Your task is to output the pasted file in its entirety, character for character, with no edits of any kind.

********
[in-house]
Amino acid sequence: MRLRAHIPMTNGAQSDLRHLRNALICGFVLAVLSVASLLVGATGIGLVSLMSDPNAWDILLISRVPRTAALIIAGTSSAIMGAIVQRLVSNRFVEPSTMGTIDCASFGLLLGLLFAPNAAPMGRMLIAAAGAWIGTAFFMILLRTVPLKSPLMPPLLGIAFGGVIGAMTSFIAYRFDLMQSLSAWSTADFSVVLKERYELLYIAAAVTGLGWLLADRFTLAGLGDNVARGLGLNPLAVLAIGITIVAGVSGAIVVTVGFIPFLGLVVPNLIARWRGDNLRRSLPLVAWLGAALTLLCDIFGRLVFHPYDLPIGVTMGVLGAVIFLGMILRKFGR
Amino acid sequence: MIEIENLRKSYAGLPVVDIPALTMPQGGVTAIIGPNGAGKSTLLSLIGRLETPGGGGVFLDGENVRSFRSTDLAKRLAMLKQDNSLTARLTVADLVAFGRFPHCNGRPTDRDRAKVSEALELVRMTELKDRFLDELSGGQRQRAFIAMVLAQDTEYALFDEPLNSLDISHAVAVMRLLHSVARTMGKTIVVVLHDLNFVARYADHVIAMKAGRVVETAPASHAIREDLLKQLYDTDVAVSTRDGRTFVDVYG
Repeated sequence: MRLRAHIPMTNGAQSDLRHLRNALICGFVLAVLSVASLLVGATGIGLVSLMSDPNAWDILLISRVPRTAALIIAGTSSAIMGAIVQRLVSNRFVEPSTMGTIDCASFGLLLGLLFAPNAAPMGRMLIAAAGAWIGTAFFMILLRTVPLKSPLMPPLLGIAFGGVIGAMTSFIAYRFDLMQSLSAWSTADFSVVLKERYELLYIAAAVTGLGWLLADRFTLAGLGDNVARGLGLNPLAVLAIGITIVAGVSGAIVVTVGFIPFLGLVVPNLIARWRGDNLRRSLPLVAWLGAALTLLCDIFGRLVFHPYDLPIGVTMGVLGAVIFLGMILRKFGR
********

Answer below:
[in-house]
Amino acid sequence: MRLRAHIPMTNGAQSDLRHLRNALICGFVLAVLSVASLLVGATGIGLVSLMSDPNAWDILLISRVPRTAALIIAGTSSAIMGAIVQRLVSNRFVEPSTMGTIDCASFGLLLGLLFAPNAAPMGRMLIAAAGAWIGTAFFMILLRTVPLKSPLMPPLLGIAFGGVIGAMTSFIAYRFDLMQSLSAWSTADFSVVLKERYELLYIAAAVTGLGWLLADRFTLAGLGDNVARGLGLNPLAVLAIGITIVAGVSGAIVVTVGFIPFLGLVVPNLIARWRGDNLRRSLPLVAWLGAALTLLCDIFGRLVFHPYDLPIGVTMGVLGAVIFLGMILRKFGR
Amino acid sequence: MIEIENLRKSYAGLPVVDIPALTMPQGGVTAIIGPNGAGKSTLLSLIGRLETPGGGGVFLDGENVRSFRSTDLAKRLAMLKQDNSLTARLTVADLVAFGRFPHCNGRPTDRDRAKVSEALELVRMTELKDRFLDELSGGQRQRAFIAMVLAQDTEYALFDEPLNSLDISHAVAVMRLLHSVARTMGKTIVVVLHDLNFVARYADHVIAMKAGRVVETAPASHAIREDLLKQLYDTDVAVSTRDGRTFVDVYG
Repeated sequence: MRLRAHIPMTNGAQSDLRHLRNALICGFVLAVLSVASLLVGATGIGLVSLMSDPNAWDILLISRVPRTAALIIAGTSSAIMGAIVQRLVSNRFVEPSTMGTIDCASFGLLLGLLFAPNAAPMGRMLIAAAGAWIGTAFFMILLRTVPLKSPLMPPLLGIAFGGVIGAMTSFIAYRFDLMQSLSAWSTADFSVVLKERYELLYIAAAVTGLGWLLADRFTLAGLGDNVARGLGLNPLAVLAIGITIVAGVSGAIVVTVGFIPFLGLVVPNLIARWRGDNLRRSLPLVAWLGAALTLLCDIFGRLVFHPYDLPIGVTMGVLGAVIFLGMILRKFGR